What separates Generation Y from X, and is Generation Z a thing? Where do Millennials fit? It’s easy to see why confusion about generational cohorts abounds.
If you’ve ever felt muddled by this "alphabet soup" of names…you’re not alone. The real frustration hits when you realize that Gen Y consumers will earn 46% of income in the U.S. by 2025.1 And unless you understand who they are and what they want, you won’t capture a dollar of their money. Furthermore, as one generation’s spending power decreases (i.e. Boomers) another is increasing.
People Grow Older, Birthdays Stay the Same
A common source of confusion when labeling generations is age. Generational cohorts are defined (loosely) by birth year, not current age. The reason is simple: as people age, they change life stages. For example, a member of Generation X who turned 18 in 1998 would now be nearly 40. In that time, he or she cares about vastly different issues and is receptive to a new set of marketing messages. Regardless of your age, you will always belong to the generation you were born into.
As of 2018, the breakdown by age looks something like this:
- Baby Boomers: 54-74 years old (76 million in U.S.)
- Gen X: 39-53 years old (82 million people in U.S.)
- Gen Y: 24-38 years old
- Gen Y.1 = 24-28 years old (31 million people in U.S.)
- Gen Y.2 = 28-38 (42 million peeps)
- Gen Z: 3-23 years old (nearly 74 million in U.S.)
You may be wondering why Millennials aren’t represented in this breakdown. They are. The term “Millennial” has become the popular way to reference both segments of Gen Y (more on Y.1 and Y.2 below).
Realistically, the name Generation Z is a place-holder for the youngest people on the planet. It is likely to morph as they leave childhood and mature into their adolescent and adult identities.
Why Use Letters at All?
It all started with Generation X, people born between 1965-1979, approximately. The preceding generation was the Baby Boomers, born 1944-1964. Post World War II, Americans were enjoying a new-found prosperity, hence the "baby boom."
But the generation that followed this didn’t have a blatant cultural identifier. In fact, that’s the anecdotal origin of the term Gen X — illustrating the undetermined characteristics they would come to be known by. Depending on whom you ask, it was either sociologists, a novelist, or Billy Idol who cemented this phrase in our vocabulary.
From there on it was all down-alphabet. The generation following Gen X naturally became Gen Y, born 1980-1994 (give or take a few years on either end). The term “Millennial” is widely credited to Neil Howe, along with William Strauss. The pair coined the term in 1989 when the impending turn of the millennium began to feature heavily in the cultural consciousness.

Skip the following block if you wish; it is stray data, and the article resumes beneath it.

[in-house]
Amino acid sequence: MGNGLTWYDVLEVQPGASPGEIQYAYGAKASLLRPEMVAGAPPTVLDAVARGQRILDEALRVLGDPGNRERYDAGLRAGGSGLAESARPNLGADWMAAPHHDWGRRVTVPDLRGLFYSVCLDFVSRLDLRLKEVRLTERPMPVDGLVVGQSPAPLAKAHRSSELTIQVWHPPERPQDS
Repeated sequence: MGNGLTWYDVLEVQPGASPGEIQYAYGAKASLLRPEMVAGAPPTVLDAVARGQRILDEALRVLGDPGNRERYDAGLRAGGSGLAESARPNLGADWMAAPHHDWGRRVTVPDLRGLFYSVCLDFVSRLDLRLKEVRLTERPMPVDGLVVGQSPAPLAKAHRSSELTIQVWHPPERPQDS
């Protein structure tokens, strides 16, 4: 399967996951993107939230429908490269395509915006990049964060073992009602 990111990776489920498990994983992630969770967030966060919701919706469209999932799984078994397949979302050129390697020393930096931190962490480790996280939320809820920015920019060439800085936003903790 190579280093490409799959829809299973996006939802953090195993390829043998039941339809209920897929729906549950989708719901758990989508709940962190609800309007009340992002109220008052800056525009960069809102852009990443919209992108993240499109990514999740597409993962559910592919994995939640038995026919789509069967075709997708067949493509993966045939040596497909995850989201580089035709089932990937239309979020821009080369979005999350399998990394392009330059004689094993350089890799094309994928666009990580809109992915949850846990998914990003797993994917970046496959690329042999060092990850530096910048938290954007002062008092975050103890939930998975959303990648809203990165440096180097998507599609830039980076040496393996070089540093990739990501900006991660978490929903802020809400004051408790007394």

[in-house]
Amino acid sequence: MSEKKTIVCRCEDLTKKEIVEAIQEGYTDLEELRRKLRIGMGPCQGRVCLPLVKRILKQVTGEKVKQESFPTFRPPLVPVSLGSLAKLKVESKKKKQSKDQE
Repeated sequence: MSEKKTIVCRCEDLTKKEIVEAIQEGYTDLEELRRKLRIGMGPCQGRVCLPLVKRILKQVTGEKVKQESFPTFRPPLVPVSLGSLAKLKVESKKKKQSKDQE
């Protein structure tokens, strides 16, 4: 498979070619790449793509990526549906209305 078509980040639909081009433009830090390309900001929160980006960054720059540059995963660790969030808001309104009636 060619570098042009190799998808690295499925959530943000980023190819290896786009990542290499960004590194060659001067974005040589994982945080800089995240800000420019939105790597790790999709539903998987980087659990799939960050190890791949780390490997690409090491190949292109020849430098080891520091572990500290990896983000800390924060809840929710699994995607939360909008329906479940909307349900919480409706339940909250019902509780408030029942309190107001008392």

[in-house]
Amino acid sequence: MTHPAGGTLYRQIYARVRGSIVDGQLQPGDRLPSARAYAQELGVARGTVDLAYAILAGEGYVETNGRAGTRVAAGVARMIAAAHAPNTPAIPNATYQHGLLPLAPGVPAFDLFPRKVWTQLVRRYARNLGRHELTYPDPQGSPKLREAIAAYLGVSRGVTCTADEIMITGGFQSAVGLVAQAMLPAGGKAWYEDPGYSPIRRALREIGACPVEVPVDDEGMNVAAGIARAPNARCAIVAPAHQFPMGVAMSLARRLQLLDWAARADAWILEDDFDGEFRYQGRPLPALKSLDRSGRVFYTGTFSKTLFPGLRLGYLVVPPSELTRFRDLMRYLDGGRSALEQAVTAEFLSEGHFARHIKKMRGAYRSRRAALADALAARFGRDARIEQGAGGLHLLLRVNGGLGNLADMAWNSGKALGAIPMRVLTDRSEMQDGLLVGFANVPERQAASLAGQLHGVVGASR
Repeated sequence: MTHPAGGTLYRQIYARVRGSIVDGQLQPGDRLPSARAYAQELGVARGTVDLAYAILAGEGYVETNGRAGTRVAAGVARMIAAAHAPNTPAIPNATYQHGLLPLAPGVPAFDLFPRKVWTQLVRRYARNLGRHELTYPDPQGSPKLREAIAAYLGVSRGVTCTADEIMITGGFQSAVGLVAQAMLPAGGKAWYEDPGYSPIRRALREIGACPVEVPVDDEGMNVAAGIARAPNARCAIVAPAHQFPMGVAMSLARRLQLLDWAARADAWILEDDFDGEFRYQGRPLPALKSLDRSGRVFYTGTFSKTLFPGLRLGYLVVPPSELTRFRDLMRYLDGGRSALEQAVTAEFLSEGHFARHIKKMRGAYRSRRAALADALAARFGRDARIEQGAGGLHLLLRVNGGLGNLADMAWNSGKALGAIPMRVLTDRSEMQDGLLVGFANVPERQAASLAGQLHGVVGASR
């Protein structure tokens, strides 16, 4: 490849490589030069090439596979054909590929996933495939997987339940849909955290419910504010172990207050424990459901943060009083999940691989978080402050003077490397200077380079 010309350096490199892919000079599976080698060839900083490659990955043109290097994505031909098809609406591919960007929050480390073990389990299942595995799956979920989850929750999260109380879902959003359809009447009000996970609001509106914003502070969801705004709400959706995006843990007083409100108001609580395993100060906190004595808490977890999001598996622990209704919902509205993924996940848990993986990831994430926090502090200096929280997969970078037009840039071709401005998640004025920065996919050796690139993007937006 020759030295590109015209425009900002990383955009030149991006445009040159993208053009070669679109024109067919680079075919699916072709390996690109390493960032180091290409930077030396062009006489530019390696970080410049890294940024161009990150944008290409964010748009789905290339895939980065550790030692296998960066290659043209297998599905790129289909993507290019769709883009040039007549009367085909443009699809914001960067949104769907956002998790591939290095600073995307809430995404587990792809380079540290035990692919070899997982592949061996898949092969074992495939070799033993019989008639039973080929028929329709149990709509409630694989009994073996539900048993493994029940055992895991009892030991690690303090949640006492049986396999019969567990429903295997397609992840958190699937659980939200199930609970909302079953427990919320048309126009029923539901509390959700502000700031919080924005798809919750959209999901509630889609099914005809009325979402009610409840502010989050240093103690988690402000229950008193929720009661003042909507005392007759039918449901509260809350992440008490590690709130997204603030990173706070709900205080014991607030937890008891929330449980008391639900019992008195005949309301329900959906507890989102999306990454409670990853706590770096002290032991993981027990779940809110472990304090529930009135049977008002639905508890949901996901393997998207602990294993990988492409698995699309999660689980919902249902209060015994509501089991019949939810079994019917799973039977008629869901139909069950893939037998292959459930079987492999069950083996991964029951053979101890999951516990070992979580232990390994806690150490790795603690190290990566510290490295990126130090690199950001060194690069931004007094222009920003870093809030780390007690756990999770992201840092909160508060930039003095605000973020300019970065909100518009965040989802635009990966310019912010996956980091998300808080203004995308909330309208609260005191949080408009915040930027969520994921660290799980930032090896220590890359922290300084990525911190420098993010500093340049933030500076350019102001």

Generation Z refers to babies born from the mid-2000s through today, although the term isn’t yet widely used. This may signal the end of ‘alphabet soup’ (it does coincide with the literal end of the alphabet, after all). A flurry of potential labels have appeared, including Gen Tech, post-Millennials, iGeneration, and Gen Y-Fi, as dubbed in this Huffington Post post.
Why Bother Splitting Up Gen Y?
The Financial Brand has reported on three costly myths associated with Gen Y. In the article, Javelin Research used Gen Y.1 and Gen Y.2 to highlight an important distinction within the cohort.
Not only are the two groups culturally different, but they’re in vastly different phases of their financial life. The younger group are financial fledglings, just flexing their buying power. The latter group has a credit history, may have their first mortgage and are raising toddlers. The contrast in priorities and needs is vast.
Marketing to them as a single cohort will not be nearly as effective as segmenting your strategy and messaging.
Why Are the Names Important at All?
In practice, each generation label serves as a short-hand to reference nearly 20 years of attitude, motivations, and historic events. Few individuals self-identify as Gen X, Millennial, or any other name.
They’re useful terms for marketers and have a tendency to trickle down into common usage. Again, it’s important to emphasize that referring to a cohort simply by the age range gets complicated quickly. 10 years from now, the priorities of Millennials will have changed — and marketing tactics must adjust instep.
Whatever terminology you use, the goal is to reach people with marketing messages that are relevant to their phase of life. In short, no matter how many letters get added to the alphabet soup, the most important thing you can do is seek to understand the soup du jour for the type of consumer you want to attract.
What Makes the Generations Different?
Before we dive into each generation, remember that the exact years born are often disputed, but this should give you a general range to help identify what generation you belong in. The other to remember is that new technology is typically first adopted by the youngest generation and then gradually gets adopted by the older generations. As an example, 95% of Americans have a smartphone, but Gen Z (the youngest generation) is the highest user.
Years Born: 1944 to 1964
Current Ages: 54 to 74
Generation Size: 76 Million